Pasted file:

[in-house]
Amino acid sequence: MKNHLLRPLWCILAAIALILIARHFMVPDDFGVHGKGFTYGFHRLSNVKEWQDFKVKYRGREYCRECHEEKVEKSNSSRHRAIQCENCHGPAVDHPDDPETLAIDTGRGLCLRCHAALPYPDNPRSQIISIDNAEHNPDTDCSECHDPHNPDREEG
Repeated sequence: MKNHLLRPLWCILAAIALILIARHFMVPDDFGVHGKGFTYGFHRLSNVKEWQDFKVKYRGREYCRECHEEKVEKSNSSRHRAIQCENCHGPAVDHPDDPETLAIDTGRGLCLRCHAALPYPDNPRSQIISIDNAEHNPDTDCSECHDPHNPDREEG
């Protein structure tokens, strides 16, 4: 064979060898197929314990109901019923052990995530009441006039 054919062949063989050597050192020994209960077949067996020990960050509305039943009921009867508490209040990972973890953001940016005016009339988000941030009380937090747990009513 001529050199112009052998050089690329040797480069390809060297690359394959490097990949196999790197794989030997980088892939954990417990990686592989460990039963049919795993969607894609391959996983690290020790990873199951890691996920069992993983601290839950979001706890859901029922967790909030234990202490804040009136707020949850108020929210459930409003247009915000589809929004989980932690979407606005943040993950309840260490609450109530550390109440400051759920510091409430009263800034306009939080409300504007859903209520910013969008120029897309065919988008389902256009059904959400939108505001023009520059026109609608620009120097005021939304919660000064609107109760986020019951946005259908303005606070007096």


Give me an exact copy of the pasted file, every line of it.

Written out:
[in-house]
Amino acid sequence: MKNHLLRPLWCILAAIALILIARHFMVPDDFGVHGKGFTYGFHRLSNVKEWQDFKVKYRGREYCRECHEEKVEKSNSSRHRAIQCENCHGPAVDHPDDPETLAIDTGRGLCLRCHAALPYPDNPRSQIISIDNAEHNPDTDCSECHDPHNPDREEG
Repeated sequence: MKNHLLRPLWCILAAIALILIARHFMVPDDFGVHGKGFTYGFHRLSNVKEWQDFKVKYRGREYCRECHEEKVEKSNSSRHRAIQCENCHGPAVDHPDDPETLAIDTGRGLCLRCHAALPYPDNPRSQIISIDNAEHNPDTDCSECHDPHNPDREEG
């Protein structure tokens, strides 16, 4: 064979060898197929314990109901019923052990995530009441006039 054919062949063989050597050192020994209960077949067996020990960050509305039943009921009867508490209040990972973890953001940016005016009339988000941030009380937090747990009513 001529050199112009052998050089690329040797480069390809060297690359394959490097990949196999790197794989030997980088892939954990417990990686592989460990039963049919795993969607894609391959996983690290020790990873199951890691996920069992993983601290839950979001706890859901029922967790909030234990202490804040009136707020949850108020929210459930409003247009915000589809929004989980932690979407606005943040993950309840260490609450109530550390109440400051759920510091409430009263800034306009939080409300504007859903209520910013969008120029897309065919988008389902256009059904959400939108505001023009520059026109609608620009120097005021939304919660000064609107109760986020019951946005259908303005606070007096």